Business World

Australia cancels state deals on China’s Belt and Road


SYDNEY — Australia said a decision to cancel two deals between Victoria state and China on the Belt and Road Initiative was about ensuring consistenc­y in foreign relations and was not aimed at any country.

The Chinese embassy earlier criticized the move by Foreign Minister Marise Payne to veto two framework agreements signed by Victoria state as “provocativ­e” and said it would further damage ties with Australia.

Ms. Payne said on radio on Thursday she had received a thousand notificati­ons from the states about deals they had with multiple foreign government­s, under a new process that gives her veto over such arrangemen­ts.

“This scheme is very focussed on Australia’s national interest. Its about ensuring consistenc­y of our foreign relations across Australia and it’s most certainly not aimed at any one country,” she told ABC radio’s AM programme.

Beijing had been notified of the decision before it was made public on Wednesday evening.

She added Australia was committed to engaging with China, and was “asking all government­s around the world to respect our government’s decisionma­king authority.”

Australia’s conservati­ve coalition government had declined to agree to a country-level MOU with China on the Belt and Road Initiative. But Victoria Labor Premier Dan Andrews signed an agreement to promote the infrastruc­ture developmen­t initiative in 2018 and 2019 — saying it would bring Chinese investment to his state.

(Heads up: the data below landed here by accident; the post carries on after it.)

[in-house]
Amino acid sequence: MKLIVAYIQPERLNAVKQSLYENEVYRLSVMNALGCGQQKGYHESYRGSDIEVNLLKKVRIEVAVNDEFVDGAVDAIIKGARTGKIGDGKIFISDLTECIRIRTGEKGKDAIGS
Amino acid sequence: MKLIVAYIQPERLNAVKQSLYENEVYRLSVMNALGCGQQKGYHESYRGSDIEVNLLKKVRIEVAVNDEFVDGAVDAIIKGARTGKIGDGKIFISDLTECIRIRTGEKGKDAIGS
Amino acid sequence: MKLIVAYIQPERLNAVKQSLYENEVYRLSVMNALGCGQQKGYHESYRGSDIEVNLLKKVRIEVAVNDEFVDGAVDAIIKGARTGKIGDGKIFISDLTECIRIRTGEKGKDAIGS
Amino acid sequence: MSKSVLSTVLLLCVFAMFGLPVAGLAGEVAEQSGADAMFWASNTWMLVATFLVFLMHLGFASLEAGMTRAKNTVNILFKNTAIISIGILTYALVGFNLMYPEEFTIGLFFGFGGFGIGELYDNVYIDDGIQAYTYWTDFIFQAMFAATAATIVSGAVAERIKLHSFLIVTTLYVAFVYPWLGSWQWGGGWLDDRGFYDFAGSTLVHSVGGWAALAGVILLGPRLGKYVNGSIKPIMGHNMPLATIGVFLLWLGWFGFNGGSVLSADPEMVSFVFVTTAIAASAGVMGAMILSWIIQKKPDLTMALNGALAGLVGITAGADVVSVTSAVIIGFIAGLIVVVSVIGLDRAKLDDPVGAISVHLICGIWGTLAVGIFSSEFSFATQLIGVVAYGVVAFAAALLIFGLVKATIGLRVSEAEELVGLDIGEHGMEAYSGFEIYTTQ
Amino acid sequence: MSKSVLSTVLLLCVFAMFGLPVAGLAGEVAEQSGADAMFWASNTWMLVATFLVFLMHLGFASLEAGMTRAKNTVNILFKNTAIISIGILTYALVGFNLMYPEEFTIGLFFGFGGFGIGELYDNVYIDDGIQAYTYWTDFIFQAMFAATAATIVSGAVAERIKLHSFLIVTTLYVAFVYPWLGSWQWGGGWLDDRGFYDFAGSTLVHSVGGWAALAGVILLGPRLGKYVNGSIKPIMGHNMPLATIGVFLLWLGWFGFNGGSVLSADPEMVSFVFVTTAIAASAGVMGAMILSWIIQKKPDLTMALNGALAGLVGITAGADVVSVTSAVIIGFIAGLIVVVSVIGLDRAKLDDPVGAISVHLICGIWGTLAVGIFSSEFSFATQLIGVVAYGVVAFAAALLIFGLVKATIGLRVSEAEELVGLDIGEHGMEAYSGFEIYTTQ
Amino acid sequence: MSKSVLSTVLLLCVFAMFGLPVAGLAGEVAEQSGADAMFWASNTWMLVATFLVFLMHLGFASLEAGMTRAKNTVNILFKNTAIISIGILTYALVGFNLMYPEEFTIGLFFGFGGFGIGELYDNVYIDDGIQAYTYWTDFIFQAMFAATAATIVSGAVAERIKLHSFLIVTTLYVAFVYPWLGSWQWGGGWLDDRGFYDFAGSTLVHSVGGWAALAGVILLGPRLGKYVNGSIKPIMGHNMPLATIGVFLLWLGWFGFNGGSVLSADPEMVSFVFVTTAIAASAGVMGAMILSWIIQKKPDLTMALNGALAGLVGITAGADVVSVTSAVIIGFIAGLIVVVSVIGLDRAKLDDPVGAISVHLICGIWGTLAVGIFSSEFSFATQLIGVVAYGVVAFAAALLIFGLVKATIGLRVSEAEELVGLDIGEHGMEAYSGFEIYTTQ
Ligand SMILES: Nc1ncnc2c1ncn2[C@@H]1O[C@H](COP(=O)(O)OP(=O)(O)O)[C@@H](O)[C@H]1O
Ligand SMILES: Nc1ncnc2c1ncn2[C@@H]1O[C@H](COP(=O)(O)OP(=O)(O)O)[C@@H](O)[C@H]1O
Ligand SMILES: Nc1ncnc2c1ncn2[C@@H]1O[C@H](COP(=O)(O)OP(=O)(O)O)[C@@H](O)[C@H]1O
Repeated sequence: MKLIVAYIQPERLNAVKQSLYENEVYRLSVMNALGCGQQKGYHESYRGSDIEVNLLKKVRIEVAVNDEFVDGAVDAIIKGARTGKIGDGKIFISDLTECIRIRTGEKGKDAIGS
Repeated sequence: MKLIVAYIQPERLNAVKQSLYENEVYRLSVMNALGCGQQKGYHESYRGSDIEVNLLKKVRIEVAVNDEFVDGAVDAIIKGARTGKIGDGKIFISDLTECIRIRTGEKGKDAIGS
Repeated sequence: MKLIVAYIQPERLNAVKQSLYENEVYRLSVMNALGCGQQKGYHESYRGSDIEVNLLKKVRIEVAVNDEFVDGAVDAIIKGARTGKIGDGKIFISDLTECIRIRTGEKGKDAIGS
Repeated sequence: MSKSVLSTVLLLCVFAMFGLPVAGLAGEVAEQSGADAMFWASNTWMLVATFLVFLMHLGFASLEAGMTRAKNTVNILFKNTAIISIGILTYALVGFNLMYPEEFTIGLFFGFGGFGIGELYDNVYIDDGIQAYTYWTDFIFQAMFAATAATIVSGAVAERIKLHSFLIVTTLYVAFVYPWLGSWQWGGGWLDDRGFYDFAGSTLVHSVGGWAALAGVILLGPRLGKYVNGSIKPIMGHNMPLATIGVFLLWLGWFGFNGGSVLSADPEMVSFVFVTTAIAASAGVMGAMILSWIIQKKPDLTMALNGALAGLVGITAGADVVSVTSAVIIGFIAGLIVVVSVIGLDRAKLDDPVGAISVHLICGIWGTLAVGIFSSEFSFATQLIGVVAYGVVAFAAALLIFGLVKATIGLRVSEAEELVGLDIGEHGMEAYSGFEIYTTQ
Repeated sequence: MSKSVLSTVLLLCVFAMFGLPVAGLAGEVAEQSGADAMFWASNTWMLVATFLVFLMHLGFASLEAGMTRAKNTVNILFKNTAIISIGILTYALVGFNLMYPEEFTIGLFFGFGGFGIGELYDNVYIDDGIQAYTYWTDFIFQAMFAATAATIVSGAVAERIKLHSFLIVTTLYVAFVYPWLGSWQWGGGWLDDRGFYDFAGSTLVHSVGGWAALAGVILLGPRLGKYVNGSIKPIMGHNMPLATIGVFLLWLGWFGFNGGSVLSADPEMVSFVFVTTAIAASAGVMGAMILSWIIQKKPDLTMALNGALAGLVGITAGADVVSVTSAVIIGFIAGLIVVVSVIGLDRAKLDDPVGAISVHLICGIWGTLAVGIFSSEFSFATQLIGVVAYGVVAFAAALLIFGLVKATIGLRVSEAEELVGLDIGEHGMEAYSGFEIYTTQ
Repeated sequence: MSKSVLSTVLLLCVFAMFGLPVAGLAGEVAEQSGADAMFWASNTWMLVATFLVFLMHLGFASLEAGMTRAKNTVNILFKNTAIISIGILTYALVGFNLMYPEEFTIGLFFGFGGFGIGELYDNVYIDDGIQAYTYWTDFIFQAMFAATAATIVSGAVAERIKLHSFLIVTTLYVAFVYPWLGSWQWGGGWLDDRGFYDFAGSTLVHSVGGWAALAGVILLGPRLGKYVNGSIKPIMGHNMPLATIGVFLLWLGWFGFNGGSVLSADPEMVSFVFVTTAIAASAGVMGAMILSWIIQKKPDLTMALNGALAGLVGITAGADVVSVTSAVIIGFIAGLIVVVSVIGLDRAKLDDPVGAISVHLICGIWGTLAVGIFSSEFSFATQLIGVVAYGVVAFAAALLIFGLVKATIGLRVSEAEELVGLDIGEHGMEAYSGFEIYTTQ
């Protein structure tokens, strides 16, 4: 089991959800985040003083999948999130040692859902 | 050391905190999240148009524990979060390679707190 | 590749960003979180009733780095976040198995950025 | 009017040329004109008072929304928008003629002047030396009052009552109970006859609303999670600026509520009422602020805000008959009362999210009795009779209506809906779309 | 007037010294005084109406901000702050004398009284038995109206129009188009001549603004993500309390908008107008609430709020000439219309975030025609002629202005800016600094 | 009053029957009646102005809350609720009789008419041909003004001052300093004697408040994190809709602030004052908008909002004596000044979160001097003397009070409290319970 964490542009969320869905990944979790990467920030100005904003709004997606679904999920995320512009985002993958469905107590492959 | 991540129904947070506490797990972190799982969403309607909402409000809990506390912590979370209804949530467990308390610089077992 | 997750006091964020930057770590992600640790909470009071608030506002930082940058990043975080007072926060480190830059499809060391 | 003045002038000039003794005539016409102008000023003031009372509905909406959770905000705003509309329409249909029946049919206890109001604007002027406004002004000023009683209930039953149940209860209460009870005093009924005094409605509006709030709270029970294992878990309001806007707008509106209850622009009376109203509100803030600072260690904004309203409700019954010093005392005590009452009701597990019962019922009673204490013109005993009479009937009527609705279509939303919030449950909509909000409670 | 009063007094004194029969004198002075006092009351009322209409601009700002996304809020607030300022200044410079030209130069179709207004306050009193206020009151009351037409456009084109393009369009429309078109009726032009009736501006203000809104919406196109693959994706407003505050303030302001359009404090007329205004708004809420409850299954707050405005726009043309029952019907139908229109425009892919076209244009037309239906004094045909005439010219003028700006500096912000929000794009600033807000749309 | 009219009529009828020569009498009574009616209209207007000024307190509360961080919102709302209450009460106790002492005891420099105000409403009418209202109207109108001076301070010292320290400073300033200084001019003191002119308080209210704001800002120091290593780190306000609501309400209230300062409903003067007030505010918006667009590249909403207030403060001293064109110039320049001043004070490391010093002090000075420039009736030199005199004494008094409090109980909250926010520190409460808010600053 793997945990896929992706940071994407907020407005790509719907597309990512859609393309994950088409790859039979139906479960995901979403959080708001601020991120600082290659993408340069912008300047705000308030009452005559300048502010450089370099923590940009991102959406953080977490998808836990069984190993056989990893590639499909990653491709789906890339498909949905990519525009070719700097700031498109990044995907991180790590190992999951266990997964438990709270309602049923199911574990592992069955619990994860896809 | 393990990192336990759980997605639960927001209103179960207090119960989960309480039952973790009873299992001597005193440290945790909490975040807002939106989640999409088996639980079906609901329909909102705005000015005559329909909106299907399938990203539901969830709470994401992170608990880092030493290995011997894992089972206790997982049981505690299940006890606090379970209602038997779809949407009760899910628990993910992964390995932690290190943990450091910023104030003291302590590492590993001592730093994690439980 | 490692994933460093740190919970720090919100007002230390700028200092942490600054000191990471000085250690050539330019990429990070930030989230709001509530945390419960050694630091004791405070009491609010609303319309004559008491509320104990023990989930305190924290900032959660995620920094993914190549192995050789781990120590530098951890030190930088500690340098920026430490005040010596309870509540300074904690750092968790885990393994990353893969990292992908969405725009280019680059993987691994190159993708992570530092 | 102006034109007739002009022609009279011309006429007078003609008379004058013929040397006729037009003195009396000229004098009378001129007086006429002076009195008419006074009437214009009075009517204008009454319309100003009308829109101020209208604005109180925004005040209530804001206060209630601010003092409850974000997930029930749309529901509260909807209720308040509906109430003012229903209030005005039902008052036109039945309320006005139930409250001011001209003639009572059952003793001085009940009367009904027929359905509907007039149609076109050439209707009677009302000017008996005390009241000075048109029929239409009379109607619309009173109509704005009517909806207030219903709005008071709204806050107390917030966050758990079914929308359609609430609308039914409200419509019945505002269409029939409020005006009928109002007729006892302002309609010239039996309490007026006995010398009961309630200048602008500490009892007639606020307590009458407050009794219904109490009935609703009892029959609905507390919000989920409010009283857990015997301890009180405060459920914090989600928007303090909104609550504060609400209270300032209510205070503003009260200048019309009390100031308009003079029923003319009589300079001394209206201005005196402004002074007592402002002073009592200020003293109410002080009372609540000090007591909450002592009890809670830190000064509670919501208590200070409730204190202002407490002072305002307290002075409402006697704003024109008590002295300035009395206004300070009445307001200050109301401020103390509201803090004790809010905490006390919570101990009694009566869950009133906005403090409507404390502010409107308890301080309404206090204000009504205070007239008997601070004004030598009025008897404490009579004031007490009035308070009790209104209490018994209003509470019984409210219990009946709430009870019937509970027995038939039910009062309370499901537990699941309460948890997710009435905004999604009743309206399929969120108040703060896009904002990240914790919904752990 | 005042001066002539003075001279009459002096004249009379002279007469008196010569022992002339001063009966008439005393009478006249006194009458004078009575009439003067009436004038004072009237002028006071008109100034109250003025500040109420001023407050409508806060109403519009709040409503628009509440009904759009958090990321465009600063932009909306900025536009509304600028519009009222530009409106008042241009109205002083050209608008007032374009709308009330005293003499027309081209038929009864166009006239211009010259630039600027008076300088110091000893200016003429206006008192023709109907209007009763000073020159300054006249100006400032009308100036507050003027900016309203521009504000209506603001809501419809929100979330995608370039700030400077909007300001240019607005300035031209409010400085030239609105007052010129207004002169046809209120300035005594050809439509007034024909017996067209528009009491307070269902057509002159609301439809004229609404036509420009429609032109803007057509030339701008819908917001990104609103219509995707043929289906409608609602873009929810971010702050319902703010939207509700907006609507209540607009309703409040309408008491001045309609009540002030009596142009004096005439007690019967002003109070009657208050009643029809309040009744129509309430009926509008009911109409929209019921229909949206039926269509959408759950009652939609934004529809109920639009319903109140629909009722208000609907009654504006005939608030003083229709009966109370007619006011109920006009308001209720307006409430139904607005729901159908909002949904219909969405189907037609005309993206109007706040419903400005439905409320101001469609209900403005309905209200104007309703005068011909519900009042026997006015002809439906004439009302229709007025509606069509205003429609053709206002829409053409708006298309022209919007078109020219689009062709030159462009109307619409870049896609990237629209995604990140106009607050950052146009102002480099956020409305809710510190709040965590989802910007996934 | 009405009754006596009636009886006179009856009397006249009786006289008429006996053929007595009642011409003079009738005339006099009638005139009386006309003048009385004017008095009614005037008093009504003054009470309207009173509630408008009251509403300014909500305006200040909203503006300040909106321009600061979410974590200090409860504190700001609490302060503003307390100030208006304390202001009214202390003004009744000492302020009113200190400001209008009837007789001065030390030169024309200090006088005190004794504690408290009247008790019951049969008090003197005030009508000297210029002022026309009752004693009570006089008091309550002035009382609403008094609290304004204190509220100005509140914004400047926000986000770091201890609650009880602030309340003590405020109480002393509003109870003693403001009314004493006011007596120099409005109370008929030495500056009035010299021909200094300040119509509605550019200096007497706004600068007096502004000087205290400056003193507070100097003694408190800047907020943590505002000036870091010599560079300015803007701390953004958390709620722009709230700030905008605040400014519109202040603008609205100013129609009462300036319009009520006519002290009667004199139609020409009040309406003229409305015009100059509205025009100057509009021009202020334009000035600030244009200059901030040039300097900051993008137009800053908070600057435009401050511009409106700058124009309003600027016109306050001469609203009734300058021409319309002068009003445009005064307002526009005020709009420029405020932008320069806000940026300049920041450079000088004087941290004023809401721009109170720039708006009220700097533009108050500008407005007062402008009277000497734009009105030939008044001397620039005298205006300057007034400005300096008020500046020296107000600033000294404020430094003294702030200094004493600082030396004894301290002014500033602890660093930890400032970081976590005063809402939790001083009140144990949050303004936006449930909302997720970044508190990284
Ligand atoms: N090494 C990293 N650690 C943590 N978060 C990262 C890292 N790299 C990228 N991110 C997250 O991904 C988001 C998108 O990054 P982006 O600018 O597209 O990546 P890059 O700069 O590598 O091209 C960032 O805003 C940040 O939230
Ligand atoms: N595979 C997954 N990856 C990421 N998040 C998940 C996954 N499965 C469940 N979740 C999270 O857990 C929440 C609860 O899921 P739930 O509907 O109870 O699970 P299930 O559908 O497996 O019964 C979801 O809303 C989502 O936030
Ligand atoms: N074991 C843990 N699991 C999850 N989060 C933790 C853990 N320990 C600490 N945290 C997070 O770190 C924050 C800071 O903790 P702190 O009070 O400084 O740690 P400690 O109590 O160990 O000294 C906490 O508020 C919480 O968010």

The Chinese embassy said in a statement the cancellati­on was “another unreasonab­le and provocativ­e move taken by the Australian side against China.”

Diplomatic relations between Australia and China have worsened since Canberra called for an internatio­nal inquiry into the origins of the coronaviru­s, prompting trade reprisals from Beijing.

On Wednesday, a senior Chinese embassy official again criticized Australia’s move to effectivel­y ban Chinese telecommun­ications company Huawei from its 5G network in 2018, the first country to do so, saying Canberra had “even persuaded others to follow suit.”

Ms. Payne is visiting New Zealand, where she will meet her counterpar­t Nanaia Mahuta. Mahuta on Monday said New Zealand did not support the Five Eyes security alliance — which also includes Australia, Britain, Canada and the United States — speaking out on human rights issues. —

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